Fortunately, it was just a case of wiring. The Xbox 360 PSU’s cable contains 10 wires - 4 black and 4 yellow wires supply 12V, while the red and blue wires supply 5V. The 5V wires can be used for powering electronics, but the PSU also uses these to work out when to apply power to the 12V line. So in DIY projects the two 5V wires are shorted together (or attached to a switch) in order to ensure the 12V is “always on”. (In an actual Xbox 360 console, pressing the power button enacts this behaviour to deliver the 12V the console needs to operate normally - whereas the always-on 5V line powers the ‘standby’ electronics.)

In my case the 12V wires were the source of my problem. There are 8 wires in all - 4 positive, and 4 negative - but if you look closely, you notice that one of each is slightly thinner than the others. As they were wired in with their thicker counterparts on the Xbox 360 connector, I treated them equallity, and wired them into the XT60 connector as well. This was the fault, and the correct approach is to leave them unconnected, or else the PSU does not supply ample current. I rewired the XT60 connectors to only use the thicker wires and everything worked perfectly again! (I’m not entirely sure what purpose the thin wires serve, but I suspect they help regulate the supply when connected to the Xbox 360.)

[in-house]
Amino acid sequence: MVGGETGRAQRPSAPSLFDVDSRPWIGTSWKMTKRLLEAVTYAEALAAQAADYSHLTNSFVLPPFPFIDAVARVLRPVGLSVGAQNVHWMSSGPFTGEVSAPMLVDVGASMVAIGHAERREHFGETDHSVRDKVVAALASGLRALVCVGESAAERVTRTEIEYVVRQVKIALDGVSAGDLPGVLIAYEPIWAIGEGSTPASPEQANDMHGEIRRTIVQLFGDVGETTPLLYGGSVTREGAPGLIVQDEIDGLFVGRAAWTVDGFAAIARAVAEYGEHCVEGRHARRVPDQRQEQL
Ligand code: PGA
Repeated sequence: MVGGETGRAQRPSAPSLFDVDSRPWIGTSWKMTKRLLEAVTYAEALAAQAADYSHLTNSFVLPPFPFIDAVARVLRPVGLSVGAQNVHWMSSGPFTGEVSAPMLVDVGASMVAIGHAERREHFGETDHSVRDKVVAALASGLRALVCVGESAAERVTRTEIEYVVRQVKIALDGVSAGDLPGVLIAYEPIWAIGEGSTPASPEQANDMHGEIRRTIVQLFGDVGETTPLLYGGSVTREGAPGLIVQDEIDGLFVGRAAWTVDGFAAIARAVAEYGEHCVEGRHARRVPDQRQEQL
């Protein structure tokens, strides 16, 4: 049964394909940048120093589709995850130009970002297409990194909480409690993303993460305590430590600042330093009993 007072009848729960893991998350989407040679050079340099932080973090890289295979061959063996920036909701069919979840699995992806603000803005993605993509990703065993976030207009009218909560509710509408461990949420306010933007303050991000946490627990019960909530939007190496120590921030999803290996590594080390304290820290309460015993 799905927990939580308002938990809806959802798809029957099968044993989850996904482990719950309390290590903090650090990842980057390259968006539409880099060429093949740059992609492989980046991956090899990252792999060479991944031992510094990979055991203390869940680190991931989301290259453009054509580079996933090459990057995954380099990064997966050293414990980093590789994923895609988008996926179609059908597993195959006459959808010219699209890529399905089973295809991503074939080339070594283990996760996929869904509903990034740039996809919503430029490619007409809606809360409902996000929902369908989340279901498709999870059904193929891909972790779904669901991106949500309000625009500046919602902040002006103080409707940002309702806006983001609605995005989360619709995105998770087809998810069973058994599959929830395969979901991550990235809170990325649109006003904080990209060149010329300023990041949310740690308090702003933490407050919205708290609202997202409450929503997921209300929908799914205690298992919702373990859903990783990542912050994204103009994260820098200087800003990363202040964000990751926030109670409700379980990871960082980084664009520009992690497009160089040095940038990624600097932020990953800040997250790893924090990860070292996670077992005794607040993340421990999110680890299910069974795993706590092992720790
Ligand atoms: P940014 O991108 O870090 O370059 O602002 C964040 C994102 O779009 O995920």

So far, this setup has been working well, and has been so much quieter than the original PSU.


My Ender 2 shipped with a custom chipset running a custom firmware based on Marlin, the most popular open-source firmware for driving 3D printers. It worked fine, but had one or two shortcomings:

Firstly, the provided firmware did not have thermal runaway protection enabled, meaning a failure in any of the heating elements or supply cables could cause overheating and, possibly, a fire.

Secondly, remember the levelling code I mentioned earlier? That makes use of some commands that are not implemented in the firmware on the printer, causing the input prompts (where you press the control button to tell the printer to advance to the next levelling stage) to not display properly. Not fatal, but not great either.